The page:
Hearing the name Hill Country Revue associated with the North Mississippi Allstars will conjure up some ghosts for those who’ve followed the Dickinson brothers over the years. Customarily associated with the Allstars’ guest-star laden performance at Bonnaroo in 2004, it’s come to represent the communal spirit engendered by tradition of passing music down through the generations. While there wasn’t any passing of the torch taking place at the Highline, the natural overlap between the two bands led to constant intermingling throughout the night, essentially turning the show into a four hour showcase for the Allstars brand of blues-rock. During the HCR’s opening set, Luther surreptitiously sat in on a second set of drums and lurked in the back with his guitar. For the Allstars' main set, Smithhart, Coburn and Cleveland made frequent visits to the stage fitting nicely into the Allstars sound. Cleveland spent nearly half the set on stage, bolstering the beat along with Cody Dickinson, his second set of sticks providing the full blast of drums typically associated with the Allman Brothers.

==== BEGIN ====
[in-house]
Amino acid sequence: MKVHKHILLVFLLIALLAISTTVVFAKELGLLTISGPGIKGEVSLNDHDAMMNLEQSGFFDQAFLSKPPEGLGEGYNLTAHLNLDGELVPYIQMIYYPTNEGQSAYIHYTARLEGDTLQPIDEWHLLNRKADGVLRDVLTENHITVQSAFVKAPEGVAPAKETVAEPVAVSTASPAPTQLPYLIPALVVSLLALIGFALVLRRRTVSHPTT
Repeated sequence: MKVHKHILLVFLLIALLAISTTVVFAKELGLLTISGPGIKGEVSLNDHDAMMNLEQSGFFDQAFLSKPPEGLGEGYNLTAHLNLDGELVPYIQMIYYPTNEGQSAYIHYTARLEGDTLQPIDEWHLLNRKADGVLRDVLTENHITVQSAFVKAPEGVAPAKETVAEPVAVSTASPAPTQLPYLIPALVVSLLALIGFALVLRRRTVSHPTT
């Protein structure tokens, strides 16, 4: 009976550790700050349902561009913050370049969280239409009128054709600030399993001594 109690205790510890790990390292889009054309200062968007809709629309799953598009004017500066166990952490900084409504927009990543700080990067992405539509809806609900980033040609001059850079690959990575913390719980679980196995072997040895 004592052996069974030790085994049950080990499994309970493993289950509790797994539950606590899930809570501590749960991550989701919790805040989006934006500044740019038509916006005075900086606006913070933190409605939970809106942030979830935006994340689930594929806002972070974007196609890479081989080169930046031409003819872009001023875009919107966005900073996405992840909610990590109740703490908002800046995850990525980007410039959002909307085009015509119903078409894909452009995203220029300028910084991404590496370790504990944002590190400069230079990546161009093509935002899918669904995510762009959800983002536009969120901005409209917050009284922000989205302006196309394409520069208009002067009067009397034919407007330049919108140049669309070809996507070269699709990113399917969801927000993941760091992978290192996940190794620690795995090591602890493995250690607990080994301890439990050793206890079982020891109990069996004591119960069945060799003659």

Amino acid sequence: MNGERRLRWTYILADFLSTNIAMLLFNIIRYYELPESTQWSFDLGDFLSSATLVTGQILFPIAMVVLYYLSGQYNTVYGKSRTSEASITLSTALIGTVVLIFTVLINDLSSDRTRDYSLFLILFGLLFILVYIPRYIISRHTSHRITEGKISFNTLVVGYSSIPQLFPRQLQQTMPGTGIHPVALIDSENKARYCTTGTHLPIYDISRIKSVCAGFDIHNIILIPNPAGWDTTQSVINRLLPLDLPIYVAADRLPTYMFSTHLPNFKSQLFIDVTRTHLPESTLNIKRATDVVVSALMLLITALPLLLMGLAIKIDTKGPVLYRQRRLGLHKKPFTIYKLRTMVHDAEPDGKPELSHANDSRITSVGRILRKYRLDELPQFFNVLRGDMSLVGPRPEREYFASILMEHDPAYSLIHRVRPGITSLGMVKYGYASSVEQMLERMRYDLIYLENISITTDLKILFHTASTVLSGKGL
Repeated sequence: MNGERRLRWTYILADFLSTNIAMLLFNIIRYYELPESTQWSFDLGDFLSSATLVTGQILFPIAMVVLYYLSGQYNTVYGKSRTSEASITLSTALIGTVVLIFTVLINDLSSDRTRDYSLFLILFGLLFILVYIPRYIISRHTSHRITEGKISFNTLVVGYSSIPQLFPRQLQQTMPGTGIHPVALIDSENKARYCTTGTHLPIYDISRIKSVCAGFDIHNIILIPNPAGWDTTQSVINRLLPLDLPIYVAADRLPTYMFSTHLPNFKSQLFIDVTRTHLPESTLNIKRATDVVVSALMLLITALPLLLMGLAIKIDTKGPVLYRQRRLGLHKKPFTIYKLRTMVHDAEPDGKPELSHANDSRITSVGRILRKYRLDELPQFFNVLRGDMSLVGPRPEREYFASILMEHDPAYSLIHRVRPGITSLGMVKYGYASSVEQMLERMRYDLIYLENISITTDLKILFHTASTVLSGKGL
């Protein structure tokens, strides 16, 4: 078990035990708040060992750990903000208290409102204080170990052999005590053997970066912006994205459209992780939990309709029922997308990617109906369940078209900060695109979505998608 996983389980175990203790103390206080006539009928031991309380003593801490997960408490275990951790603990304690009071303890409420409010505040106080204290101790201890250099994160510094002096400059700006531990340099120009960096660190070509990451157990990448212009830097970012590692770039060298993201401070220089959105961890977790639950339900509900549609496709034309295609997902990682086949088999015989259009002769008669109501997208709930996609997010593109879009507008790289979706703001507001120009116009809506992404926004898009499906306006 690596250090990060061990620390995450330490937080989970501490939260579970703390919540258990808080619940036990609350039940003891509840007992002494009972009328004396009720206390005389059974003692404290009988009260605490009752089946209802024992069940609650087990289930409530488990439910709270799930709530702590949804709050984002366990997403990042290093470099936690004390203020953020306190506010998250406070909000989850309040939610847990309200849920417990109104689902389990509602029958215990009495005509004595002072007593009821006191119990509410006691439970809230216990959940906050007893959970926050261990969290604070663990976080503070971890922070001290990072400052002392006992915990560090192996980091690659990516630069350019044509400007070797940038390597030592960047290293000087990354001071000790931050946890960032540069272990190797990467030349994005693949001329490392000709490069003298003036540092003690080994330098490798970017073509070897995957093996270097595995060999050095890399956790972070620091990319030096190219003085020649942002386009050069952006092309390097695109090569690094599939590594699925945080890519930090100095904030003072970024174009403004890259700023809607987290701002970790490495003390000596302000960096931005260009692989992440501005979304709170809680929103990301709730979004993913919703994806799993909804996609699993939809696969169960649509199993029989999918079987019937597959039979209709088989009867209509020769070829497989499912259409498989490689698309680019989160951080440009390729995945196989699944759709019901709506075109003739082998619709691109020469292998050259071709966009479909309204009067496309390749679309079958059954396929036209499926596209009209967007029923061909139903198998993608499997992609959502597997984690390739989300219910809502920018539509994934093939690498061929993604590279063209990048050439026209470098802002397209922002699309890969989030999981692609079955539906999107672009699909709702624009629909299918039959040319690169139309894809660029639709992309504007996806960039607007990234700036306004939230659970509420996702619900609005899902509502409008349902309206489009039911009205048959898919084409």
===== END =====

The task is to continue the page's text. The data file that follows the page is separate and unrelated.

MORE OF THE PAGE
The Allstars live performance has been honed by many years on the road and they do a fine job of mixing things up on a nightly basis. Regardless there are always constants, without which a crowd might feel unsatisfied and start singing the blues themselves. In that regard, the Highline set didn’t fall short of expectations: Luther Dickinson offered up heaping servings of his masterful slide guitar, Chris Chew took over a couple songs with his soulful vocals, most notably their cover of Champion Jack Dupree’s “I’d Love To Be A Hippy,” before finding a leaning post to repose upon and there were several exhortations to shake. The latter seems to be a slight obsession with the Allstars, it being the overt theme of “Shake” and “Shake Em’ On Down” on this night and the intended side effect of the heavy bounce of “Sugartown” and the New Orleans-inflected joyousness of “Freedom Highway.” Cody Dickinson leading a rollicking rock-inflected jam on his electrified washboard may be another staple of the Allstars’ set, but on this night the washboard and finger talons only emerged during the Hill Country Revue’s opening set.